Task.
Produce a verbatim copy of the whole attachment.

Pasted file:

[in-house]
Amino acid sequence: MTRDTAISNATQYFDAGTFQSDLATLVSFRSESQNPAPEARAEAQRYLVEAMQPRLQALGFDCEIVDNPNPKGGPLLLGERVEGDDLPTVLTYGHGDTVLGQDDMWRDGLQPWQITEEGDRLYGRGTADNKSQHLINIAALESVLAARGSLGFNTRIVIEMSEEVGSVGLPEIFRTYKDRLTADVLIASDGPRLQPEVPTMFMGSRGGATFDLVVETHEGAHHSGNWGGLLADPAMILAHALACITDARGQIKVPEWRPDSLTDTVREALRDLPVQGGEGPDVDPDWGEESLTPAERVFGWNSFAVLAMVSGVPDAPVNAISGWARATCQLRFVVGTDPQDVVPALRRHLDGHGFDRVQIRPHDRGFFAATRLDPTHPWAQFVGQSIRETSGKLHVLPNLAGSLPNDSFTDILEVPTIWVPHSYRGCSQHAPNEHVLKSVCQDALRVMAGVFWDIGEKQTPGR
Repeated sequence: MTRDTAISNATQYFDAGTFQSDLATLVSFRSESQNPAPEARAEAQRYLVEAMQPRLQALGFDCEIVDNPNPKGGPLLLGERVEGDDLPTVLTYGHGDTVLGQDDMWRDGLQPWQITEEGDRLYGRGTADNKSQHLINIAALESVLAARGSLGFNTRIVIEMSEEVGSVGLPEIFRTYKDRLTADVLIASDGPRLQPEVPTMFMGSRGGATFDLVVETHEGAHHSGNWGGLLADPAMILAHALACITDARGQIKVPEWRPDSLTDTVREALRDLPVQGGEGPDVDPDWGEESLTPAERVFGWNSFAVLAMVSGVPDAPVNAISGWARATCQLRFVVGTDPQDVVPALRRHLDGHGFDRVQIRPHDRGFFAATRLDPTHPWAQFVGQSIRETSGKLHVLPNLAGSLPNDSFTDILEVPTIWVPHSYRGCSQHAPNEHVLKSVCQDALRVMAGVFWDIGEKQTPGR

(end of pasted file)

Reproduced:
[in-house]
Amino acid sequence: MTRDTAISNATQYFDAGTFQSDLATLVSFRSESQNPAPEARAEAQRYLVEAMQPRLQALGFDCEIVDNPNPKGGPLLLGERVEGDDLPTVLTYGHGDTVLGQDDMWRDGLQPWQITEEGDRLYGRGTADNKSQHLINIAALESVLAARGSLGFNTRIVIEMSEEVGSVGLPEIFRTYKDRLTADVLIASDGPRLQPEVPTMFMGSRGGATFDLVVETHEGAHHSGNWGGLLADPAMILAHALACITDARGQIKVPEWRPDSLTDTVREALRDLPVQGGEGPDVDPDWGEESLTPAERVFGWNSFAVLAMVSGVPDAPVNAISGWARATCQLRFVVGTDPQDVVPALRRHLDGHGFDRVQIRPHDRGFFAATRLDPTHPWAQFVGQSIRETSGKLHVLPNLAGSLPNDSFTDILEVPTIWVPHSYRGCSQHAPNEHVLKSVCQDALRVMAGVFWDIGEKQTPGR
Repeated sequence: MTRDTAISNATQYFDAGTFQSDLATLVSFRSESQNPAPEARAEAQRYLVEAMQPRLQALGFDCEIVDNPNPKGGPLLLGERVEGDDLPTVLTYGHGDTVLGQDDMWRDGLQPWQITEEGDRLYGRGTADNKSQHLINIAALESVLAARGSLGFNTRIVIEMSEEVGSVGLPEIFRTYKDRLTADVLIASDGPRLQPEVPTMFMGSRGGATFDLVVETHEGAHHSGNWGGLLADPAMILAHALACITDARGQIKVPEWRPDSLTDTVREALRDLPVQGGEGPDVDPDWGEESLTPAERVFGWNSFAVLAMVSGVPDAPVNAISGWARATCQLRFVVGTDPQDVVPALRRHLDGHGFDRVQIRPHDRGFFAATRLDPTHPWAQFVGQSIRETSGKLHVLPNLAGSLPNDSFTDILEVPTIWVPHSYRGCSQHAPNEHVLKSVCQDALRVMAGVFWDIGEKQTPGR